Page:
Not many talk shows have had the cultural impact of The Ricki Lake Show, with the exception of The Oprah Winfrey Show. The show was praised for exposing the realities of social issues other shows weren’t discussing amongst young adults, such as LGBTQ+ inclusion, racism, and parenting. After over a decade on the show, Lake walked away. It wasn’t due to low ratings. Instead, Lake says a life-changing event made her rethink her personal life.
She was hired for ‘The Ricki Lake Show’ when she was just 24-years-old
Lake never dreamed of being a talk show host. In fact, she says the job stumbled in her lap. She’d debuted on Broadway when she was just 18-years-old as part of the cast of Hairspray. Lake began appearing on The David Letterman Show show, and she says a network executive thought she’d be a good fit for a new talk show they were creating for a younger audience.
Lake was living with roommates at the time and says she was flat broke. She impressed the casting team and negotiated a $5,000 payment to shoot the pilot for the show. The $5,000 was just enough to cover her rent for the year.
She won audiences over and received a bonus of $500,000 in the first year. The rest is history.
The 9/11 terrorist attacks was a wakeup call and she quit the show and changed a lot in her life
Lake’s talk show ran for 11 seasons. The show was credited for telling stories of the disenfranchised and breaking barriers on what was displayed on daytime television, specifically amongst the younger demographic. While the show was a success, Lake wasn’t thriving personally. She was in an unhappy marriage at the time.
“9/11 was a huge turning point for me where I was living downtown [in New York], I thought we were going to die, and I watched the second plane hit the building, and in that moment of being on the roof of my building with my four-year-old and I had a two-month-old at the time – I said I’m leaving if I get out of this alive – I’m leaving New York, and I’m leaving this job, and I’m leaving this man,” she said in a recent interview with The Breakfast Club. “And I moved to LA. It took a year and a half. I had to finish my contract…I didn’t end up quitting my show per say, but I didn’t renew my contract, and I wanted to start a new life.”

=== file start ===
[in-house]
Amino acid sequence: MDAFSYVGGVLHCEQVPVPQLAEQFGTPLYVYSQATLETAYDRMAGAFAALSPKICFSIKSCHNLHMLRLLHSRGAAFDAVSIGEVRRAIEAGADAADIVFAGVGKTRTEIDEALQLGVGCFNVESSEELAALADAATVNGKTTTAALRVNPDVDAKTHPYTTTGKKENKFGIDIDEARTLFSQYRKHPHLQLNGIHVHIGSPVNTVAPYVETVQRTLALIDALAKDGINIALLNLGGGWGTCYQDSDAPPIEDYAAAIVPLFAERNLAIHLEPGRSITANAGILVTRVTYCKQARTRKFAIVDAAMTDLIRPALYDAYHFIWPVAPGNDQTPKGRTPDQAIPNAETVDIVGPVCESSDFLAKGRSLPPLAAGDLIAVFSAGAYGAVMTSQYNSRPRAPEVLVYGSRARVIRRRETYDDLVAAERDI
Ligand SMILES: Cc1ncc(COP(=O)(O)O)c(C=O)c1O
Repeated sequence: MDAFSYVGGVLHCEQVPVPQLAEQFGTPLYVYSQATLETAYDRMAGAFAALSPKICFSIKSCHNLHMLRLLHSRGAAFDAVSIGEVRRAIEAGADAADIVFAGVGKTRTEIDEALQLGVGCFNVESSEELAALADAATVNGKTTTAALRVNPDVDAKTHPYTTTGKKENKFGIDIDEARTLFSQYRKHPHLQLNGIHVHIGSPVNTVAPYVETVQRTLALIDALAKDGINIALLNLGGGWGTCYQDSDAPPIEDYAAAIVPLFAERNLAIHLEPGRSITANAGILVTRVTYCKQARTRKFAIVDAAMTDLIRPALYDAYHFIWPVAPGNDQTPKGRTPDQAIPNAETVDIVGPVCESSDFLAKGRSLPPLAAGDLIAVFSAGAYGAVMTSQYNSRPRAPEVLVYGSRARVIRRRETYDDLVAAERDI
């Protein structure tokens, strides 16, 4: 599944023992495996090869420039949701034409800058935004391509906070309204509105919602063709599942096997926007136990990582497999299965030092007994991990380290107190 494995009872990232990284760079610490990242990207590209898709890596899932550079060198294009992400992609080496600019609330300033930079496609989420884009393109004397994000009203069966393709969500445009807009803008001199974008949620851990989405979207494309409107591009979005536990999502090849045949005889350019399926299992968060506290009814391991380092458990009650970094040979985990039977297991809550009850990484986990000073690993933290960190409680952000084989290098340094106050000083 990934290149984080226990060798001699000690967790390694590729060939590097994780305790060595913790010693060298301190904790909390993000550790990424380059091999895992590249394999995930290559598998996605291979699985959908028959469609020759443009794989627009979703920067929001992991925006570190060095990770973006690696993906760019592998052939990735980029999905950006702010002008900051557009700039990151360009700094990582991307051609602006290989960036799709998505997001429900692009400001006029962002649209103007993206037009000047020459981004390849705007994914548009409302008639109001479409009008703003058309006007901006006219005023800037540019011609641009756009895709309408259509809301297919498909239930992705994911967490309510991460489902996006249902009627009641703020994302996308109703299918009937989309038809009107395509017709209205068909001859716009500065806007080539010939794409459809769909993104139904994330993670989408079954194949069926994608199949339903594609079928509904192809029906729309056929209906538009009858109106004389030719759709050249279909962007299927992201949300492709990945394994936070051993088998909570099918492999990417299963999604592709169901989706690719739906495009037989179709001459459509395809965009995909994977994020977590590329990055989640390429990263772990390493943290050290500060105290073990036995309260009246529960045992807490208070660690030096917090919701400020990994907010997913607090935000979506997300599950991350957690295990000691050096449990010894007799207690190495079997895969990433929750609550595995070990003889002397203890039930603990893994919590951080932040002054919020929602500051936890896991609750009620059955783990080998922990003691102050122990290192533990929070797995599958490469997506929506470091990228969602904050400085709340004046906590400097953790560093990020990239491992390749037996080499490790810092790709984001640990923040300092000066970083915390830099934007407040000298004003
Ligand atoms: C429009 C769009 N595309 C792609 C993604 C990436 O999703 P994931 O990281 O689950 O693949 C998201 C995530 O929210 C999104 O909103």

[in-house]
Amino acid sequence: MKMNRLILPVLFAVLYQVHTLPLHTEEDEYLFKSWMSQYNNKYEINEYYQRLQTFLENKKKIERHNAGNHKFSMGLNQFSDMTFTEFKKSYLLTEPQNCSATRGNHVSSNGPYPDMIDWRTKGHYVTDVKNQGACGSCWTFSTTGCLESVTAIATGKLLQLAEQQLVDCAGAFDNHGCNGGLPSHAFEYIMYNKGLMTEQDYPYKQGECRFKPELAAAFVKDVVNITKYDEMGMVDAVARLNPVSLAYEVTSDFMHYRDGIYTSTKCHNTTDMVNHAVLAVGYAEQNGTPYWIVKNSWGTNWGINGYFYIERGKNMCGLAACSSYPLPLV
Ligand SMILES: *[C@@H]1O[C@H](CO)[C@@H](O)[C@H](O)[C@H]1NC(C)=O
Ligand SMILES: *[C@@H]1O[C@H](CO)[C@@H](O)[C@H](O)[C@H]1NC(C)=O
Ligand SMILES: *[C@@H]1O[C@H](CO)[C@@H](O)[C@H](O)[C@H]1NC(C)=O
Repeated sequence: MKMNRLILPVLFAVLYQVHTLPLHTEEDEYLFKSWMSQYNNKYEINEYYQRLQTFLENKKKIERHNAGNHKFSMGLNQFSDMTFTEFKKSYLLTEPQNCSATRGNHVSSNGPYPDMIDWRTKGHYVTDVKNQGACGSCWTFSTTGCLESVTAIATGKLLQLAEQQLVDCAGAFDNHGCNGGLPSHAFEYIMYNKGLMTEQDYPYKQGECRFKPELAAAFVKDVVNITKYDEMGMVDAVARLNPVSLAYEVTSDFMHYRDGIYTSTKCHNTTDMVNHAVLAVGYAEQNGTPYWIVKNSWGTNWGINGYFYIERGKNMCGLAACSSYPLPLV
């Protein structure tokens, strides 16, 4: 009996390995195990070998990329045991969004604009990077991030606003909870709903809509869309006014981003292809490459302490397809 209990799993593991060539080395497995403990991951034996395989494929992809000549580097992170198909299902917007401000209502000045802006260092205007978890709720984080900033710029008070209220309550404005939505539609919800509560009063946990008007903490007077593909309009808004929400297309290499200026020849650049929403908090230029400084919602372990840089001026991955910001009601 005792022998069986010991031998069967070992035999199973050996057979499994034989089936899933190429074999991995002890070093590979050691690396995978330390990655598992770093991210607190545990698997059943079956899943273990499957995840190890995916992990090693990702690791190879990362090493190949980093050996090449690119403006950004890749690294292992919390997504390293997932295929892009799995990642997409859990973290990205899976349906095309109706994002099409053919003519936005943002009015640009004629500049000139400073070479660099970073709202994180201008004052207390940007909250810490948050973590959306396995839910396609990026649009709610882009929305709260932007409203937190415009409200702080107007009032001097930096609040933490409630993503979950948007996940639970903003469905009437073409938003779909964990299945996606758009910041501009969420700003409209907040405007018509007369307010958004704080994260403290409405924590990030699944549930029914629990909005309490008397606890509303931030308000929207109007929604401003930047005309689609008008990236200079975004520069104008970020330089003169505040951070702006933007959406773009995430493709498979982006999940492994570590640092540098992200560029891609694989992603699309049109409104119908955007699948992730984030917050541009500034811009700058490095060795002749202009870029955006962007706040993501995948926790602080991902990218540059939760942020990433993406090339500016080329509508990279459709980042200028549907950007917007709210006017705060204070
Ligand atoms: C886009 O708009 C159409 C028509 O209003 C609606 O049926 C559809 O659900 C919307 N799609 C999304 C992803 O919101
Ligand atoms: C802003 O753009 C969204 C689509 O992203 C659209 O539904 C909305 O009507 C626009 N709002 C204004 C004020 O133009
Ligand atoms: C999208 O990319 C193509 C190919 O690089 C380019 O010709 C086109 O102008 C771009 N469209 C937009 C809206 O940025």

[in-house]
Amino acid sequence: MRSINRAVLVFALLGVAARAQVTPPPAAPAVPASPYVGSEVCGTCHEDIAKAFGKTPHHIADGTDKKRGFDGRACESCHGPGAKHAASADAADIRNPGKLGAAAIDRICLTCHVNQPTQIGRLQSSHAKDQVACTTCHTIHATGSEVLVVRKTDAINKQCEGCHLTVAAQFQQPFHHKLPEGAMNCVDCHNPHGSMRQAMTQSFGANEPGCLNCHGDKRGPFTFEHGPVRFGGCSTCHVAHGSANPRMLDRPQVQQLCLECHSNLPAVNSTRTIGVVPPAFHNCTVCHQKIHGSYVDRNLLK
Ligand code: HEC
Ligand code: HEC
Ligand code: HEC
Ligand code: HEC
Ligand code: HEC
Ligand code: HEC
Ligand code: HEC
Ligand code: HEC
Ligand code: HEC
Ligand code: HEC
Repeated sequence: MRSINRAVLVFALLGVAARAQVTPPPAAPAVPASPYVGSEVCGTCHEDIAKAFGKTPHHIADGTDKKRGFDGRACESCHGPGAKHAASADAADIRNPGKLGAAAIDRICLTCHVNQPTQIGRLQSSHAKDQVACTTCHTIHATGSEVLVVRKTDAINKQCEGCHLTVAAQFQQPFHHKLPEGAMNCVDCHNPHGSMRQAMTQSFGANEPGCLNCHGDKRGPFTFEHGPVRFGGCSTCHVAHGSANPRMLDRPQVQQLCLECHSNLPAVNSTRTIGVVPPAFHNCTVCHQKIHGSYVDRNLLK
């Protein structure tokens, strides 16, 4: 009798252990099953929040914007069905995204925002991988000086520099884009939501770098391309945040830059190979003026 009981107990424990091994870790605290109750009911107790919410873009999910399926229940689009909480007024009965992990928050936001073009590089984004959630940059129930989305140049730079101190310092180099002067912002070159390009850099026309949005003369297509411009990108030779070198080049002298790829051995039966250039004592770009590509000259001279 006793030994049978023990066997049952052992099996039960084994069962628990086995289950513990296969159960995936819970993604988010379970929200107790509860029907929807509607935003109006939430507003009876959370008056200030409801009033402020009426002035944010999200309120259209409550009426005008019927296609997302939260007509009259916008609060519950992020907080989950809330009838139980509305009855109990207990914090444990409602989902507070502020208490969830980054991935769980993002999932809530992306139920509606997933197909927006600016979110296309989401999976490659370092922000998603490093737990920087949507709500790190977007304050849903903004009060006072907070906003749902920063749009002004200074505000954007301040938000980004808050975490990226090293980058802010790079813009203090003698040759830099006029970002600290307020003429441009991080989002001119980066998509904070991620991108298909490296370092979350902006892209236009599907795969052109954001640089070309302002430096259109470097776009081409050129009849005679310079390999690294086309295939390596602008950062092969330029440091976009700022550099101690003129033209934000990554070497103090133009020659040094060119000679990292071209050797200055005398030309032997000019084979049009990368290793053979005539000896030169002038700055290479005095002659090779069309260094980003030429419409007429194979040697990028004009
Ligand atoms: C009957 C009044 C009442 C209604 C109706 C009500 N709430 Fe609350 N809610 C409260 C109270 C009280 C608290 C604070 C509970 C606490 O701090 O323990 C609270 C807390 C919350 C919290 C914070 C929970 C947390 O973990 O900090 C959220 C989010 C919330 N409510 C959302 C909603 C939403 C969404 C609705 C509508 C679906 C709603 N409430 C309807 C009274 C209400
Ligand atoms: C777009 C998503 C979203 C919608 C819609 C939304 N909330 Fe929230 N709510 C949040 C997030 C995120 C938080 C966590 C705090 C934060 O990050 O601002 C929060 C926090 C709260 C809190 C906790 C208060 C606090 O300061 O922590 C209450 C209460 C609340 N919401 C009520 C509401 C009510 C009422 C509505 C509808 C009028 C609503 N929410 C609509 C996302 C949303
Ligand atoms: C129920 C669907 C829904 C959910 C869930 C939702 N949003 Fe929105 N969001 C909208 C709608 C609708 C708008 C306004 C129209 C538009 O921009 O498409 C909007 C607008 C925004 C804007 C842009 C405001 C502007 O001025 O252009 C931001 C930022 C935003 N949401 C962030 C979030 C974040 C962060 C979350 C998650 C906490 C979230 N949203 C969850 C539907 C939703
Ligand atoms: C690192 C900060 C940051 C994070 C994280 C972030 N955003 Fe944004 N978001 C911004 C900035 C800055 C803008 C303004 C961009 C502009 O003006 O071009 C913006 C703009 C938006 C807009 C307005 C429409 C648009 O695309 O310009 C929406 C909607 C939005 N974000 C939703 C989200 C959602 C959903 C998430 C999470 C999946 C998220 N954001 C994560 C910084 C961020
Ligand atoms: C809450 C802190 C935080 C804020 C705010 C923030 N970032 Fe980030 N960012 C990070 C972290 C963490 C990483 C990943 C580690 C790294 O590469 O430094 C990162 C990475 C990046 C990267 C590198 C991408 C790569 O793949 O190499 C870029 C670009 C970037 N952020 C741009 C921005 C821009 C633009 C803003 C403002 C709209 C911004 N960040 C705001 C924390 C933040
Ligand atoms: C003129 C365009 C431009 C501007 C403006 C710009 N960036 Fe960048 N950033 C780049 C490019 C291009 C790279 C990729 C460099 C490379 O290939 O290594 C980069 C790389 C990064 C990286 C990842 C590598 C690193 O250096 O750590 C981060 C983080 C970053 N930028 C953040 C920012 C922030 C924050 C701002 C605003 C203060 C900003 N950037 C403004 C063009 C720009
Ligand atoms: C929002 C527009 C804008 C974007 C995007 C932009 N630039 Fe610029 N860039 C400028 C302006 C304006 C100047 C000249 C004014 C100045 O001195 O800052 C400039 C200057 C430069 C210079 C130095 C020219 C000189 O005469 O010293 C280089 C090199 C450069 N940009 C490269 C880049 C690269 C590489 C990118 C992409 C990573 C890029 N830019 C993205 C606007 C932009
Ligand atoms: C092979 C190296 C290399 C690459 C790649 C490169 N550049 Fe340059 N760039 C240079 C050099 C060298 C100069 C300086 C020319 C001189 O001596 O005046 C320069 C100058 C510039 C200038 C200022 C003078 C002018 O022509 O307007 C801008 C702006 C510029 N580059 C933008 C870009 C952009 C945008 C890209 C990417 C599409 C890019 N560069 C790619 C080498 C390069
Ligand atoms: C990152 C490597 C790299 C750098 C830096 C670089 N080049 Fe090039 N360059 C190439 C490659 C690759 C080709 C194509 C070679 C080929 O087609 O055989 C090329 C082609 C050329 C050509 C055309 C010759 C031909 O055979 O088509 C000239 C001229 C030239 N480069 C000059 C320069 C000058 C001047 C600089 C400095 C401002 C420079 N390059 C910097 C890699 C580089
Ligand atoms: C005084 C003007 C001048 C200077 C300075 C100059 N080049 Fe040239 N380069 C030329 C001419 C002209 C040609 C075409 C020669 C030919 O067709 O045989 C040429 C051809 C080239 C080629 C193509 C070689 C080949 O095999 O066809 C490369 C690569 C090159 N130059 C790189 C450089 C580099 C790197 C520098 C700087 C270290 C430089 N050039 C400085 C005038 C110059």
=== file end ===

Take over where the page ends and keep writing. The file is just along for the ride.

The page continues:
Lake explained that she searched for something that would give her purpose. “That’s where I started soul searching about what I wanted to do, how I could make a difference…” she added. She made a documentary, The Business of Being Born, a 2008 documentary that examines how the American health care system approaches childbirth.
Ricki Lake now has a new podcast reflecting on episodes from her talk show
Lake relaunched the show in 2012 and it won an Emmy. but she says the production team behind it didn’t share her vision, so she walked away again. Still, her talk show is one of her proudest accomplishments.
Now, Lake has teamed up with Lemonada Media to launch the Raised By Ricki podcast. The show is dual purposed: part re-watch podcast and part cultural re-examination of specific episodes. It will also dive into Lake’s life, exploring how she came to host her eponymous talk show at such a young age.
The launch is set for this year and will feature exclusive licensed audio. Lake is set to co-host it with a Gen Z comedian.